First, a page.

By Kevin Heffernan
The mention of Seel’s Bar and Grill to most current Oakland residents will most likely result in questioning stare. Seel’s? Huh? What? Where? Well, unless you lived in Oakland prior to 1957, it’s entirely understandable that you might not have ever heard of it. But I assure you that you pass its ghost every day. It lives on as a section of a parking lot on the NE corner of Yawpo Ave and RVR directly across from Krausers. Some might currently know it as Seel’s Shopping Center. Read on to learn its history and how and why a storied watering hole of the rich and famous morphed into a parking lot today.
In the Beginning…
The origin of Seel’s Bar and Grill dates back to a time prior to Oakland becoming a town in 1902. In fact it dates back to at least the 1880s, if not before, shortly after D.C. Bush enabled the Midland Railroad to come to town and his construction of our long-gone railroad station.
So, Oakland had a railroad in 1869 and a brand new railroad station in 1871. Those events opened Oakland to the rest of the world and while some of the world came to Oakland, they had no place to stay. Oakland needed a hotel and someone had the bright but somewhat obvious idea to build one directly across from the railroad station. Unfortunately, the name of the person who first built the original Oakland Hotel has been lost to history. But we do know that the property upon which the hotel was built was originally owned by the Van Blarcum family and, through marriage, was owned by D.C. Bush. As an aside, the Van Blarcum house still stands as the 410 Building on RVR. The photo below is the only surviving picture of the original Oakland Hotel from the 1880s. While one might expect to see Yawpo Avenue on the right side, be aware that Yawpo Avenue didn’t then exist and wouldn’t for another 20 or 30 years.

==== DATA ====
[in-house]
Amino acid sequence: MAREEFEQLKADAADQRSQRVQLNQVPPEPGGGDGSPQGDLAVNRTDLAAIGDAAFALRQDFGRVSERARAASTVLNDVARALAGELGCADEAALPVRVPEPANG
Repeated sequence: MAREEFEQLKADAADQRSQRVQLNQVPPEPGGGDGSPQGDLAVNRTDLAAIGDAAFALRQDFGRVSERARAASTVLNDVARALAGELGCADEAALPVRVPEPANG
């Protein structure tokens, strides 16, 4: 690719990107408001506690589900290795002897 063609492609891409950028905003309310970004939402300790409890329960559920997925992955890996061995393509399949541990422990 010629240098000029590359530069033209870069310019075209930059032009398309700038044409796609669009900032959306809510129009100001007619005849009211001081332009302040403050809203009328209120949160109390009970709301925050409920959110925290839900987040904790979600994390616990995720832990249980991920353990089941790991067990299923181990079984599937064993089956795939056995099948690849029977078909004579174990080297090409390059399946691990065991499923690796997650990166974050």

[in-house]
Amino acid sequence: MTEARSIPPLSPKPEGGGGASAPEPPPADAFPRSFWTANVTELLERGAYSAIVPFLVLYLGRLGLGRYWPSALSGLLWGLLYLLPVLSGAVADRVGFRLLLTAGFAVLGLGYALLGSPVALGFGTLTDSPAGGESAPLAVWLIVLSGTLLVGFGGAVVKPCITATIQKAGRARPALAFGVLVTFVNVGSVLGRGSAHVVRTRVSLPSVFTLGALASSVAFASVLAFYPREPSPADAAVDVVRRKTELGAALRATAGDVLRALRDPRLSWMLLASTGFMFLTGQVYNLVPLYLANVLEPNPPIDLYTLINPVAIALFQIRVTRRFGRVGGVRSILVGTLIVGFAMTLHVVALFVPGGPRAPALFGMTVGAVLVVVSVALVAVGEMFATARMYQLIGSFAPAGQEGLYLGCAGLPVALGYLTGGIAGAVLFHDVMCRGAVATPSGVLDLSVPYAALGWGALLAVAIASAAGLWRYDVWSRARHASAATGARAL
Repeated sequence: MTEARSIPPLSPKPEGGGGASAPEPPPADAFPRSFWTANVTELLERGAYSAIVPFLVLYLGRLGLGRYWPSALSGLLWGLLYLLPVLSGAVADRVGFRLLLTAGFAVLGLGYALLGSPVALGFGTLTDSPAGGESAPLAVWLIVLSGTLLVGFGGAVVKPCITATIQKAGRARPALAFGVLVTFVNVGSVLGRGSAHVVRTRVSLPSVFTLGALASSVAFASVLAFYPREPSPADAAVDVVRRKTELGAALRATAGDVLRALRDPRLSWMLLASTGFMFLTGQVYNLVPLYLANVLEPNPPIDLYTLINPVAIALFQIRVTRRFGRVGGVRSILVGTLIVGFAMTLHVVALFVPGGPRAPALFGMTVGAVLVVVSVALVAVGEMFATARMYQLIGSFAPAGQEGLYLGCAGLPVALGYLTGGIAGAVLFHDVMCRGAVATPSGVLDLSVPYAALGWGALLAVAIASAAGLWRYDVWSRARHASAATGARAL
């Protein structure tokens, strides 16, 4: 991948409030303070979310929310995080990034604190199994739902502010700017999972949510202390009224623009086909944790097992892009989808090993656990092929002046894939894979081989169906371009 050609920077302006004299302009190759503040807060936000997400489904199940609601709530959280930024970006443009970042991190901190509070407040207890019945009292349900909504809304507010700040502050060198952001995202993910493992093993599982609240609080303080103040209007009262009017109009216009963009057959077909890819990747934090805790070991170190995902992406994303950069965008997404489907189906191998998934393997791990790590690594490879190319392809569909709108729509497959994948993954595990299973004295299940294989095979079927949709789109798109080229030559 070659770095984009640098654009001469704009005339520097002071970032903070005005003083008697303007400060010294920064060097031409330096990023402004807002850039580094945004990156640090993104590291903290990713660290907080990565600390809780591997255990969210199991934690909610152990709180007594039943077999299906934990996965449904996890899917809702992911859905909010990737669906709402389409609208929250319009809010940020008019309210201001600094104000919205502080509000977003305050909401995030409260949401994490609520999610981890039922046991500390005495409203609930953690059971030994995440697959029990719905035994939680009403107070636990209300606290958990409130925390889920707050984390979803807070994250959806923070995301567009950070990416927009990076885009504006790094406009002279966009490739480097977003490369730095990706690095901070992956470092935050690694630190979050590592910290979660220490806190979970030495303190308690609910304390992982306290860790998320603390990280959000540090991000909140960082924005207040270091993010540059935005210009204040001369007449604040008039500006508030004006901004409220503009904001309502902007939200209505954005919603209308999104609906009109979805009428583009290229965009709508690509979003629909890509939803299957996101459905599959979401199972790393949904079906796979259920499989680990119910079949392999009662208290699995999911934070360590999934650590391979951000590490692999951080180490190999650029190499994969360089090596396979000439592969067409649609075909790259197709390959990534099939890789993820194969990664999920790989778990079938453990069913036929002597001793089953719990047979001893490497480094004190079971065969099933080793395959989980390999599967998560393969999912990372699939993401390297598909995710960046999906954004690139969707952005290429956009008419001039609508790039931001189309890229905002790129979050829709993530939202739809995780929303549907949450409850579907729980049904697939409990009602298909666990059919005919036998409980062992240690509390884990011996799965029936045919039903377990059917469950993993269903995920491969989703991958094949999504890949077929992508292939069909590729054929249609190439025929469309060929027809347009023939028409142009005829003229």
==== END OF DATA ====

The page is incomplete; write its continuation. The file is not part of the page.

Ultimately the original Oakland Hotel was expanded, modified and became the Seel’s Bar and Grill known to and loved by many Oakland residents as well as some of the rich and famous.
The Seel family acquired the Oakland Hotel in 1929. Indeed the acquisition was timely as Prohibition ended in 1933 enabling the development of its famous bar. Prior to the acquisition of the Oakland Hotel was owned and run by Harry Cortright. However, the property owned by the hotel was somewhat limited. In 1934, Mr. Seel, Sr. acquired the adjacent lot to the North from the Oakland Realty Company formed by Clarence Chapman thereby extending his property to the railroad tracks. That property acquisition enabled Mr. Seel to expand the original hotel building with its bar to build a confectionery and stationary store. Most likely that expansion was a nod to the new Oakland Military Academy which opened on RVR in the same year in the former Calderwood Manor one block away. The Seel family discontinued the hotel operation, focused upon liquid refreshment and lived above the bar.
In 1946 Art Seel, Jr. came home from serving in the Navy in WW II and joined the family business. He was a son of Oakland having been reared here and attended our schools. After the passing of his father, Art Seel managed the entire enterprise. And ultimately Art Seel became a towering figure in Oakland.